Calvin University's official student newspaper since 1907

Calvin University Chimes

Since 1907
Calvin University's official student newspaper since 1907

Calvin University Chimes

Calvin University's official student newspaper since 1907

Calvin University Chimes

ABC’s ‘Resurrection’ explores themes of faith

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Imagine losing a loved one, grieving their death, eventually finding peace and moving on. But what if that loved one came back? What if they were miraculously resurrected? Can you imagine how you would feel? Happiness and confusion would overwhelm you. What would life look like for you and the recently resurrected person?

The pilot of ABC’s new fantasy drama, “Resurrection,” follows the story of an 8-year-old boy, Jacob (Landon Gimenez), who wakes up in a swamp somewhere in rural China. With the help of an ICS agent (Omar Epps), he eventually makes his way home to Arcadia, Mo., where he is reunited with his parents…32 years after his death.

Yes, Jacob drowned when he was 8 years old, seemingly causing the death of his aunt who fell in the river trying to save him. Thirty-two years later, he returns home to find things have changed. His parents have grown old, his best friend is the town’s pastor and his baby cousin is his doctor.

But as the ICS agent investigates the impossible resurrection, he discovers that there was more to the deaths of Jacob and his aunt.

But Jacob’s resurrection isn’t the only miracle that takes place. The pilot ends with another resurrection and there will be more to come, all of them occurring in Arcadia.

This show doesn’t contain many big-name actors but the acting is nothing to complain about. The show is also visually beautiful, including a bright green swamp, an all-white church and twinkling lights.

However, the story is not original. “Resurrection” is based off of the 2013 novel “The Returned” by Jason Mott. The show’s pilot is also called “The Returned,” possibly paying homage to the source of its fantastical story. The show bears similarities to a 2012 French series that is called “The Returned” as well, which followed a small mountain village with a series of its own resurrections.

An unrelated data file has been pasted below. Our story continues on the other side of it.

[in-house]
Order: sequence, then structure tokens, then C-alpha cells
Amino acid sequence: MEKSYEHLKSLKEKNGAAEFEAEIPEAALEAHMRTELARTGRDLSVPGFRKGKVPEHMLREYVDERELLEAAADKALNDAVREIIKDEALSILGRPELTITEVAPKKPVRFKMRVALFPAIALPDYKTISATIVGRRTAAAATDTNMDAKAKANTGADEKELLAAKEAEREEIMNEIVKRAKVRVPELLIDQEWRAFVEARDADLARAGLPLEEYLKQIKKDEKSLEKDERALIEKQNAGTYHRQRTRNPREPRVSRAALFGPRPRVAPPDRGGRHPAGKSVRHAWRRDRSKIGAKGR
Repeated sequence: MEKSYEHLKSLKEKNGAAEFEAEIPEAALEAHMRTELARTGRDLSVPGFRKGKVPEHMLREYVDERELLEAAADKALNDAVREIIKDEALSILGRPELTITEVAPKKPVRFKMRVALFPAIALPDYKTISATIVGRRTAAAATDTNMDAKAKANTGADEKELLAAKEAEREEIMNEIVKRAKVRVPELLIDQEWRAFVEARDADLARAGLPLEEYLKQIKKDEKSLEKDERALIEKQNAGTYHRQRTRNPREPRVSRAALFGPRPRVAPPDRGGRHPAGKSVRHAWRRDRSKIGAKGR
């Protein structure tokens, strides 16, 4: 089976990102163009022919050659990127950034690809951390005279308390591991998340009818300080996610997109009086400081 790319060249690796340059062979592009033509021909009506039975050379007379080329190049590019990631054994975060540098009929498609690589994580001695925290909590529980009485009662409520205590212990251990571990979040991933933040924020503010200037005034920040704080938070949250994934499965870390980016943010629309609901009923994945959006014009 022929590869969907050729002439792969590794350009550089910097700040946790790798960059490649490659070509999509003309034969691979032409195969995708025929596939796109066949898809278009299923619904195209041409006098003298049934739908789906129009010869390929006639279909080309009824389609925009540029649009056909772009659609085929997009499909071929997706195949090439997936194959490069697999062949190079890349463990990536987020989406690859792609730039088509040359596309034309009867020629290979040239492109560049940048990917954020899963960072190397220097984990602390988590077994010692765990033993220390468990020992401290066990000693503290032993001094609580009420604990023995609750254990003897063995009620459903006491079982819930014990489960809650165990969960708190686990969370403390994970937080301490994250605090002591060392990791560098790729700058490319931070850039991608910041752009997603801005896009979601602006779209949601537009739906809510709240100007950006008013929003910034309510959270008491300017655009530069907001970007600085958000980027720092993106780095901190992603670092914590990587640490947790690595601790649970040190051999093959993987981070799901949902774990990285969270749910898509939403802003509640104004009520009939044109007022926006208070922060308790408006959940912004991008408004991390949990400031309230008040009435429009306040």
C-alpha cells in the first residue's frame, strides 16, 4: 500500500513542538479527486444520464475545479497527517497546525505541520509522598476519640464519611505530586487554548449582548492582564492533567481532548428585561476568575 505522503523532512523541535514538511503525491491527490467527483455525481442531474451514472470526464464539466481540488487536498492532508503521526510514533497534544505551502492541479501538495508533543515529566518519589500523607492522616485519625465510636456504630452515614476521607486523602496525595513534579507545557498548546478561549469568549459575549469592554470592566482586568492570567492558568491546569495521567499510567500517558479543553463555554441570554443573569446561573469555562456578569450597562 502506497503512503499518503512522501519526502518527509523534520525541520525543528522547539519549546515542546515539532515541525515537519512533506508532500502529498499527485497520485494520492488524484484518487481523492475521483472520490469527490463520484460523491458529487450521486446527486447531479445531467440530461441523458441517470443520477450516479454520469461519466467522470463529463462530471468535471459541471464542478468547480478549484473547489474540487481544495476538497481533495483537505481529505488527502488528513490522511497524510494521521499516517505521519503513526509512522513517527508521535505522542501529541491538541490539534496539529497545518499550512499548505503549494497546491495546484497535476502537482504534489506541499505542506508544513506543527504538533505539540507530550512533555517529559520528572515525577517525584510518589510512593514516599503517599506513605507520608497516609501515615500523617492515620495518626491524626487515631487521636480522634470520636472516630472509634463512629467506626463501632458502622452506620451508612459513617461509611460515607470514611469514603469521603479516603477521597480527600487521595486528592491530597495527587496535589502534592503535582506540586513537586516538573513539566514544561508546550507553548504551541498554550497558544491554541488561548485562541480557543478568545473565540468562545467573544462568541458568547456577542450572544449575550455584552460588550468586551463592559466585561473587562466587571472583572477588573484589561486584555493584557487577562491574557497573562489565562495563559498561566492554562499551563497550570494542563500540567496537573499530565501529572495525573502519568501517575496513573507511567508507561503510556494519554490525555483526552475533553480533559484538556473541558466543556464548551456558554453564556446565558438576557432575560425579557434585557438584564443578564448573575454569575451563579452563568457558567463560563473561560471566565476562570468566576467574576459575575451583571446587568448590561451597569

A couple of months ago, “Resurrection” had a first-look special shown before the previews in a movie theater. I remember watching it and rolling my eyes. To me, it sounded like another ABC drama designed to make me cry and never actually give me any answers. But now that I’ve seen it, I have to say that it’s much more than that.

The show explores human understanding and what it means to have faith. Jacob’s mother, Lucille (Frances Fisher), insists on calling her son’s return a miracle even when the town’s pastor is a little skeptical. Sometimes as humans we have to believe the impossible, but first we have to want to believe.

Life and its events can be confusing; unfortunately, we are often given the tools to ask questions and not given the tools to answer. “Resurrection” does a great job of digging deep into these themes. We may not be able to relate to having a loved one resurrected but we can relate to struggles in faith and belief.

The show isn’t perfect. The writing is average and it isn’t presented quite as excitingly as the story sounds. But, as far as I can tell, it will be a heartbreaker. So if you want a good cry or some deep philosophical questioning of faith and existence, be sure to watch “Resurrection” on Sunday at 9/8c on ABC.

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